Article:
Now the rate at which it'll, [00:11:01] you know increase is pretty variable, but let's just say that, you know, the stock market has an average return over the span of a decade of maybe around 10% or so.

 

So, you know you invest $100, you're going to make $10 on that. Invest $1,000, you going to make $100 on that. So when you think about the stock market in that way, that is the average return and that average is I mean, you could have years that are much higher and much lower than that, but historically speaking, you're going to make money over time if you play the long game with the stock market

 

Now that's not to say you can't make money in the short-term. You absolutely can. You can make a lot of money in the short-term. It's generally more risky, but you may have heard of, you know, the term day trader. People that trade stocks within a matter of seconds or minutes. They're in and out of the market like that.

 

So when you think of those people, I want you to know this thing. I mean, they generally have very very very deep pockets, [00:12:01] and they're able to ride those swings. They’re able to invest $25,000 in one position, immediately see it go down to $15,000, and then the next minute go up to $25,000.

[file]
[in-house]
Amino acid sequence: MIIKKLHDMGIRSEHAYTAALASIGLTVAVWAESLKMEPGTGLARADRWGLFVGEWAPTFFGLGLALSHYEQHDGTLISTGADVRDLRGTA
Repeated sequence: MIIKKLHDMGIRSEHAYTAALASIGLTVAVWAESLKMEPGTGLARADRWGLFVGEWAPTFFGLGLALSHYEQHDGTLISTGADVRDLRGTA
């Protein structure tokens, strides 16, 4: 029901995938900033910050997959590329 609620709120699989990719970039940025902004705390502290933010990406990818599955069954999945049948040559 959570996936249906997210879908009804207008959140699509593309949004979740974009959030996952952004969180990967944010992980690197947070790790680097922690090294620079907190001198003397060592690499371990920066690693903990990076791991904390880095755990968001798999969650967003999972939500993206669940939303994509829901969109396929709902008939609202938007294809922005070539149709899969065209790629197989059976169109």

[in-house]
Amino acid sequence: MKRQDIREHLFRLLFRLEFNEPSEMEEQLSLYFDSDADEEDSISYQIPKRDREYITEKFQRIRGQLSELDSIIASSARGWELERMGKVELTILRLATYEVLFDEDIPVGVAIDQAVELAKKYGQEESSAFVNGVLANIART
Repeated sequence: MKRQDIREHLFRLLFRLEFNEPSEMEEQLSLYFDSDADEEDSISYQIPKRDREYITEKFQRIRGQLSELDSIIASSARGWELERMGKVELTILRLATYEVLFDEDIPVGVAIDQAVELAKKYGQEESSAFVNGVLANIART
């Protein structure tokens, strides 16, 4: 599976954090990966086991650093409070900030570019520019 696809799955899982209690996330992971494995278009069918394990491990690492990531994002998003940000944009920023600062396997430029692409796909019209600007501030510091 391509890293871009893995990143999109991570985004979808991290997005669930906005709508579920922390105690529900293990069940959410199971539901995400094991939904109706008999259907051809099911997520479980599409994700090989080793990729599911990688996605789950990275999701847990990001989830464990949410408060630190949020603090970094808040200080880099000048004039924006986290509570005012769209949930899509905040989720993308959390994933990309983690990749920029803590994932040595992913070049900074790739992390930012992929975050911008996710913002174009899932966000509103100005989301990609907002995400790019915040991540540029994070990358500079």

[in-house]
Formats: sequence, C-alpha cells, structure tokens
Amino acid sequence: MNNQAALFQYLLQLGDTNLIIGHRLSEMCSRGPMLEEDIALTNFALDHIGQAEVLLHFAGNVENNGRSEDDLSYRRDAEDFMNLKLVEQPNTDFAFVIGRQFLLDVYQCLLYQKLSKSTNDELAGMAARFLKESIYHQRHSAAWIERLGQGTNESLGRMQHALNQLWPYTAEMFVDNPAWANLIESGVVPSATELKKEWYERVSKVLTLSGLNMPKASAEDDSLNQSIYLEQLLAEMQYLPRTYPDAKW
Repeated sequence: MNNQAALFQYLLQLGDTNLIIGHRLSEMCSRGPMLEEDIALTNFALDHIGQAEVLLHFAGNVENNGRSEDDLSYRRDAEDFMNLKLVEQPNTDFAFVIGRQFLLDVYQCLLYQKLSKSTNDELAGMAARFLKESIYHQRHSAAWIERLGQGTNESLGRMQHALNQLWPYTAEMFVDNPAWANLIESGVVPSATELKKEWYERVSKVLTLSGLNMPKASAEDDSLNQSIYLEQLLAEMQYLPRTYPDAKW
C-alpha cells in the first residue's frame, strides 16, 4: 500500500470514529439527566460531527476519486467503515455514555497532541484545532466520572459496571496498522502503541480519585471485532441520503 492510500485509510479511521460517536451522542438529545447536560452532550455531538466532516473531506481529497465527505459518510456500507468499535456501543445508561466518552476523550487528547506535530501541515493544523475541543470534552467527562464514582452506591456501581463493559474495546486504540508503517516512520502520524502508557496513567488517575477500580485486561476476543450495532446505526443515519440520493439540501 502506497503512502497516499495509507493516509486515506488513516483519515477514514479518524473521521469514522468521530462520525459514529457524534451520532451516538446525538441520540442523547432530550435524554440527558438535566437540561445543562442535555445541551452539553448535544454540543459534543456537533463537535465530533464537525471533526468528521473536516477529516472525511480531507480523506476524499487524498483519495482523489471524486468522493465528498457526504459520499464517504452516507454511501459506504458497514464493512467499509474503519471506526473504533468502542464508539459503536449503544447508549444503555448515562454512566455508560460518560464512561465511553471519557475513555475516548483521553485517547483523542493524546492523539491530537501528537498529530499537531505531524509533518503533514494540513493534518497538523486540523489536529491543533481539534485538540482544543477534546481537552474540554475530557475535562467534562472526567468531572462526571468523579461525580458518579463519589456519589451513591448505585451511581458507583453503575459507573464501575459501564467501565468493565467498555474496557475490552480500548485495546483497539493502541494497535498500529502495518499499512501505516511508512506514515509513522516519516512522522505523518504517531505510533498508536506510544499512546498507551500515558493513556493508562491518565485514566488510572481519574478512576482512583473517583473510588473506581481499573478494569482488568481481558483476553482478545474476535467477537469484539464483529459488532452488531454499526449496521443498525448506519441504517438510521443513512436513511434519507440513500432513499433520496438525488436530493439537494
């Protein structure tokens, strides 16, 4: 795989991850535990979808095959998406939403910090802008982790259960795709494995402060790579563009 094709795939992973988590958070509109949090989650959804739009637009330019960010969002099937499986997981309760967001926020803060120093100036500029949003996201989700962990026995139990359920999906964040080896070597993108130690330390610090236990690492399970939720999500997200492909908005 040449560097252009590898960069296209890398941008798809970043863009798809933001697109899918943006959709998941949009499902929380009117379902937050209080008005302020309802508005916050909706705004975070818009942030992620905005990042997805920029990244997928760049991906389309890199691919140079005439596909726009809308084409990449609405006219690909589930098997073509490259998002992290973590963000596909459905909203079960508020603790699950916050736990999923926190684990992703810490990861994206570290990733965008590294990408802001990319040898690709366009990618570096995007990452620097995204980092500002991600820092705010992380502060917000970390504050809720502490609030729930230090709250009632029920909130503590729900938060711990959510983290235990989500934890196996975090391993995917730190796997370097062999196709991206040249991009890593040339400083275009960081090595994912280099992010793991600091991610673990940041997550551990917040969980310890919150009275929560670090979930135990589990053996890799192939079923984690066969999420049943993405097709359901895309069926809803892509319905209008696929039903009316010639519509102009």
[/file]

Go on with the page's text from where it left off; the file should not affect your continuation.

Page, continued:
So I also want to tell you that a lot of those brokerage platforms that I mentioned, so Schwab and things like that. Those companies require that you have a certain amount of money in your account to even be able to day trade, and that amount on the ones I've researched is $25,000.

 

So if you want to be a day trader, you need to have $25,000 in your account, but also your account can never go below that value, and that doesn't mean that you can invest $25,000 and say hey, I've got $25,000 there. That means if you invest $5,000, you better have $25,000 still cash in your account. So they have really strict requirements, but that also you know prevents people from doing it who really shouldn't be doing in my opinion, which is good because it's really risky.